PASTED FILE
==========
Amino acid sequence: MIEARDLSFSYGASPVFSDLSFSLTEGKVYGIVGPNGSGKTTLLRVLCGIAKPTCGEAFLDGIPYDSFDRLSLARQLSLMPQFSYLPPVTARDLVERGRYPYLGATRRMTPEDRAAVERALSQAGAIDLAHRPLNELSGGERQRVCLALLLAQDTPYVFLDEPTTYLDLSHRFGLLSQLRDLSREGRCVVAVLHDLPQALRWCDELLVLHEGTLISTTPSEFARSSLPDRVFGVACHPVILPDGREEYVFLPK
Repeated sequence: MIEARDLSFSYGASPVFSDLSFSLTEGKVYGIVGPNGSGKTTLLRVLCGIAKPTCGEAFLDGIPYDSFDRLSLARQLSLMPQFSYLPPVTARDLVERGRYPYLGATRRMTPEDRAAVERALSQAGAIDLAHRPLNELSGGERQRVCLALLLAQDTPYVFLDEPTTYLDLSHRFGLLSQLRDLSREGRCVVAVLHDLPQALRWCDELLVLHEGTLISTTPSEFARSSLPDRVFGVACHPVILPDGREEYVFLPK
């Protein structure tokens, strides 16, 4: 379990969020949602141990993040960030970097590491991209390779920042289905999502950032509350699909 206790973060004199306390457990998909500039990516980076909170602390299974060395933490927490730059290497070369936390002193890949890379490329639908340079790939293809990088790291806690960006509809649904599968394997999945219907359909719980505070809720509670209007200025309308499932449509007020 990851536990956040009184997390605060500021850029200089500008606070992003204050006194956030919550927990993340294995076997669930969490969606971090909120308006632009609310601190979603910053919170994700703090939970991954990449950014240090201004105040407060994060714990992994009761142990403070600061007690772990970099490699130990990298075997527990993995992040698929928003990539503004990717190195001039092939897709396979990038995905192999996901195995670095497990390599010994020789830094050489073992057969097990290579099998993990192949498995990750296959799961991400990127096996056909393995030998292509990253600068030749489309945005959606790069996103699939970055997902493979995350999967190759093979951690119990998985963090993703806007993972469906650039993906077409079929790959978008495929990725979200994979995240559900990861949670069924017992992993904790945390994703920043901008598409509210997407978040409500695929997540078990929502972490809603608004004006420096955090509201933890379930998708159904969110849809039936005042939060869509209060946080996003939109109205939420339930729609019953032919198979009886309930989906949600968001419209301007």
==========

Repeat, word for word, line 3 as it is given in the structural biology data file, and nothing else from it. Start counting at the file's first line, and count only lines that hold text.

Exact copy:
């Protein structure tokens, strides 16, 4: 379990969020949602141990993040960030970097590491991209390779920042289905999502950032509350699909 206790973060004199306390457990998909500039990516980076909170602390299974060395933490927490730059290497070369936390002193890949890379490329639908340079790939293809990088790291806690960006509809649904599968394997999945219907359909719980505070809720509670209007200025309308499932449509007020 990851536990956040009184997390605060500021850029200089500008606070992003204050006194956030919550927990993340294995076997669930969490969606971090909120308006632009609310601190979603910053919170994700703090939970991954990449950014240090201004105040407060994060714990992994009761142990403070600061007690772990970099490699130990990298075997527990993995992040698929928003990539503004990717190195001039092939897709396979990038995905192999996901195995670095497990390599010994020789830094050489073992057969097990290579099998993990192949498995990750296959799961991400990127096996056909393995030998292509990253600068030749489309945005959606790069996103699939970055997902493979995350999967190759093979951690119990998985963090993703806007993972469906650039993906077409079929790959978008495929990725979200994979995240559900990861949670069924017992992993904790945390994703920043901008598409509210997407978040409500695929997540078990929502972490809603608004004006420096955090509201933890379930998708159904969110849809039936005042939060869509209060946080996003939109109205939420339930729609019953032919198979009886309930989906949600968001419209301007």